• For MatterHackers, this is an interesting play as they also run both a physical and online store. I suspect that the software is built in response to common problems they've seen from 3D printer owners they've met in their store.

Voxeljet Files for IPO
  • The Story: While everyone in the tech world is focused on the Twitter IPO filing, 3D printing has its own with Voxeljet, a small, industrial 3D Printer manufacturer.  Their revenue is a modest $11 million, but they have a large patent portfolio (170, including applications) and an innovative build process called "continuous printing" (check the video to see more). They're also spending 20% of their budget on R&D, which is a greater proportion than some of the larger incumbents like Stratasys who spent 10% in 2012
  • What this means: With all the hype, and promise, of the 3D Printing industry right now, it seems like a good time to capitalize on it by raising public funds to re-invest in the company.  As the industrial side of 3D printing continues to grow, Voxeljet has a chance to ride that wave to their own growth. As Stratasys has been criticized for a lack of innovation over the years, a capital infusion may be just what an up-and-comer like Voxeljet needs to grab additional market share.
  • Disclaimer: This is not investment advice. Make any choices to invest based on talking to an expert and doing your own research.
  • Hat Tip: Thanks to subscriber Jonathan Placa of ProtoExchange for sending me this article.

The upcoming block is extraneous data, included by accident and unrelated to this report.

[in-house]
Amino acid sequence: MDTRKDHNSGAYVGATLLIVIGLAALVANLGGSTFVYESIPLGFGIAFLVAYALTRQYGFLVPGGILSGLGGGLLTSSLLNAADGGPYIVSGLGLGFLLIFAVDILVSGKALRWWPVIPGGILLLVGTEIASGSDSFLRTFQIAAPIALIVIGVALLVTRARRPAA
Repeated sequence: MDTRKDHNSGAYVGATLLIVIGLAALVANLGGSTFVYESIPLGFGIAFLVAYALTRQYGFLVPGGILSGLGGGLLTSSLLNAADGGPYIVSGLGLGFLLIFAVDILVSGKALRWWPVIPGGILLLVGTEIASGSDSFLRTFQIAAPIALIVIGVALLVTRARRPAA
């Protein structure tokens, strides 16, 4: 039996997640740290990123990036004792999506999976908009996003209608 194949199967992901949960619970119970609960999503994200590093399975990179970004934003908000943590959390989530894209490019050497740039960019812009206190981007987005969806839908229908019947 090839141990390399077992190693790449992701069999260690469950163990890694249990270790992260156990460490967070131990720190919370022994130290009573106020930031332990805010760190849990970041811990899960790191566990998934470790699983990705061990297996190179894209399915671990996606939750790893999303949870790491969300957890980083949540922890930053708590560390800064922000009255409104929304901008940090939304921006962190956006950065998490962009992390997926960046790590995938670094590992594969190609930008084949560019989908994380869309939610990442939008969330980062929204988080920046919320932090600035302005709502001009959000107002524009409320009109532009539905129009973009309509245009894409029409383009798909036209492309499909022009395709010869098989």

2) This Week in Kickstarter

Kickstarter continues to be a hive of activity in the 3D Printing market. In the last edition, we featured the Peachy Printer and the ZeePro Zim. Since that time, they've both progressed:
  • Peachy Printer has raised 1,121% of their goal for a total of over $500,000. Their clever, $100 printer has inspired over 3,900 backers with 13 days still to go.
  • ZeePro Zim had a more ambitious fundraising goal relative to the Peachy, and has raised 78% of their $300,000 goal with 16 days to go. You may recall ZeePro is claiming to be the most consumer friendly printer complete with smart phone apps, a beautiful aesthetic look and the option of dual extruders.
Other printers currently on Kickstarter include:
  • Phoenix Printer has raised $74,000 to more than triple its initial $20k goal. This printer is a sub-$400 RepRap style printer focused on making more intuitive 3D Print control software.
  • gMax Printer has raised $107,000 to double it's initial $50k goal. This $1,300 printer has a large 16"x16"x9" build size as its main differentiator.
  • Lionhead Printer, Scanner and Li Modeling Software has raised $33,000 of its $60,000 goal with 11 days to go.  Their key differentiators are their design software they believe is significantly easier than other design options, 4 to 8 print heads and a built in scanner. 
  • Zeus: All in One printer just wrapped their campaign Friday and raised just a hair more than their $100k goal. Their key differentiator was to scan, copy and transmit designs between printers in an easy-to-use interface.
As you can see from this list, we are seeing about 2 printers a week hitting Kickstarter now. The majority are still reaching their goals, but at some point even this customer-rich channel is likely to reach saturation. We are also likely to see the market as a whole feel a "Kickstarter Hangover" as people wait months to receive their printers and first time hardware entrepreneurs struggle to deliver their products as promised.

3) Closing Links for Further Reading

Here's a couple other links to check out:
If you loved this newsletter, please reply and let me know, and don't be afraid to share the subscriber link with others interested in the 3D printing industry or working at a company in the industry: http://bit.ly/Observe3D
Copyright © 2013 Jason Evanish, All rights reserved.